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Egg Production
on October 18, 2013

US researcher receives Brazilian grant for laying hen research

University of Illinois professor is awarded a special visiting researcher scholarship to work on improving environmental conditions for layers in commercial housing in tropical climates

Dr. Richard Gates, agricultural and biological engineering professor, University of Illinois, has been awarded a grant for special visiting researchers, Pesquisadors Visitante Especial (PVE), by the Brazilian government. The PVE program aims to attract senior foreign researchers recognized internationally as leaders in priority areas, such as engineering, technology and health sciences. Gates is one of 66 awardees this year.

Under this award, Gates will conduct projects with Brazilian research groups and is expected to visit Brazil for up to three months annually for the next three years. Gates said that his project seeks to improve the indoor environment of laying hen facilities in tropical and subtropical climates, such as Brazil. It involves the design of alternative facilities with improved insulation and mechanical ventilation and compares their operation with naturally-ventilated facilities. This study will develop guidelines for energy-efficient hybrid systems of ventilation to maintain productivity and enhance bird welfare while ensuring a safe and sustainable egg supply system.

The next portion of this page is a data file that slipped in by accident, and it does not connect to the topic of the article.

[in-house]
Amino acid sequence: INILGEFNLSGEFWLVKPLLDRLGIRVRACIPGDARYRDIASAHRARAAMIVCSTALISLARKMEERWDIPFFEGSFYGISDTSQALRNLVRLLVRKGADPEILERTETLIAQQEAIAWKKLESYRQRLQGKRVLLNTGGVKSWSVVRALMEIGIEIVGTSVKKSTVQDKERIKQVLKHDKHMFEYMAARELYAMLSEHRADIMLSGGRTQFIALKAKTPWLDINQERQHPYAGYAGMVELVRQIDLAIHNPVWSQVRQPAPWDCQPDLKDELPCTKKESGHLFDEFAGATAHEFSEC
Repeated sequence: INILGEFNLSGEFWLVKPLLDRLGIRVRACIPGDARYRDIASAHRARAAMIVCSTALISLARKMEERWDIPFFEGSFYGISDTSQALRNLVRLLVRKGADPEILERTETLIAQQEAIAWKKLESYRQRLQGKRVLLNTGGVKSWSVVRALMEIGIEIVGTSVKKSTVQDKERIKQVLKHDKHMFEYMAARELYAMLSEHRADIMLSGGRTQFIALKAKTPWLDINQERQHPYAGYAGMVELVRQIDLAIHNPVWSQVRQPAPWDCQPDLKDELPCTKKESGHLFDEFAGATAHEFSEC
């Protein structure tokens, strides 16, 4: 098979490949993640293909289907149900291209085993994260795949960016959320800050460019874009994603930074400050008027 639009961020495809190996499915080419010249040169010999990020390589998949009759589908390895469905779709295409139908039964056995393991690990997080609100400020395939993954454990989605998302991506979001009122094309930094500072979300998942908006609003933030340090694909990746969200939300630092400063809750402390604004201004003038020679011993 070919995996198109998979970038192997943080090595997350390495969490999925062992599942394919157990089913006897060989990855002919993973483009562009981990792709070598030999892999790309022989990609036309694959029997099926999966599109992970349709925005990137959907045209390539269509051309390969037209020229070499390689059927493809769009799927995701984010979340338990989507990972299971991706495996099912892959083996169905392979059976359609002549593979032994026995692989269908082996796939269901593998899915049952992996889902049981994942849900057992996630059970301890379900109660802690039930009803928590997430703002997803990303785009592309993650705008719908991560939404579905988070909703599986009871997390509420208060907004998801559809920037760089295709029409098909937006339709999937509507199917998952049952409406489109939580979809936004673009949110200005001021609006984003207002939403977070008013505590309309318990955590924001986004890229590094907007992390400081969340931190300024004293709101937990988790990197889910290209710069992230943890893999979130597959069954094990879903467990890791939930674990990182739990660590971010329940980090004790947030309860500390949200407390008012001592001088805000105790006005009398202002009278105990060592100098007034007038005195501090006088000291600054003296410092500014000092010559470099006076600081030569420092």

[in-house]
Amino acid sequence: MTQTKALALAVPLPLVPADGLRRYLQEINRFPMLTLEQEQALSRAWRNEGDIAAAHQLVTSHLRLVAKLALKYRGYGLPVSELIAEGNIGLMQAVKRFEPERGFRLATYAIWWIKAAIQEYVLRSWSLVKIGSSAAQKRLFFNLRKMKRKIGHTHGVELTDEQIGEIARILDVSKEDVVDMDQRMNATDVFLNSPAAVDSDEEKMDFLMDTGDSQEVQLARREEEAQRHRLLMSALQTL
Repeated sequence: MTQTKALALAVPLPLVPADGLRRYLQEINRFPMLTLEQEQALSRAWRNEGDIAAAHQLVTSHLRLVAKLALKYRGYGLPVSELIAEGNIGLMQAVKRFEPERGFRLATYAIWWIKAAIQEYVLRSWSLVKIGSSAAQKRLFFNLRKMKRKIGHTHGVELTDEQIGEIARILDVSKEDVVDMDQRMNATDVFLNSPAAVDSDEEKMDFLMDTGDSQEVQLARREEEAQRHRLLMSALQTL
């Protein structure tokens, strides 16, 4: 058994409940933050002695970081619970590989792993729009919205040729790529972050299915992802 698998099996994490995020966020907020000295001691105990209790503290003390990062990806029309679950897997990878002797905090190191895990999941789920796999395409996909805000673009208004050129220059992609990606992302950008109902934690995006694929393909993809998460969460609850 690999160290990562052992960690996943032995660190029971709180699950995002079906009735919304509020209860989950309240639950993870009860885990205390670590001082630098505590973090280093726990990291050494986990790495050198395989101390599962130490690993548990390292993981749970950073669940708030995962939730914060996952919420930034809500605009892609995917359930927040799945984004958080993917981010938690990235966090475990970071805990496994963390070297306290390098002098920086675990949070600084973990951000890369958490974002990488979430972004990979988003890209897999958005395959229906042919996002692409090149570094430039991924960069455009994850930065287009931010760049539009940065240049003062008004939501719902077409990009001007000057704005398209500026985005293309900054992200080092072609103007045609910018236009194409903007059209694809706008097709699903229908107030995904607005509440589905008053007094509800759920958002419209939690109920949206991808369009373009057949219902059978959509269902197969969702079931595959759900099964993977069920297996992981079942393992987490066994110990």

"The research focus of our project in Brazil is to evaluate new ways to design and ventilate laying hen houses," said Gates. "We just completed a year-long study in the AWES lab, looking at the effect of areal ammonia concentration on laying hen preferences. Some of the alternative housing systems that are being developed aren't ventilated very well, and the ammonia levels can be higher than generally recommended. The AWES lab has an animal preference chamber with four environmentally controlled compartments that allow us to give the bird a clear choice among alternative conditions.

"For instance, will they tolerate high ammonia levels if it is warmer, or do they prefer cooler temperatures and low ammonia levels? That's a simple example of what preference chambers can tell us. The AWES facility will provide a training component for the students who come here, and then we'll all work together to develop a set of protocols on how to conduct preference testing."

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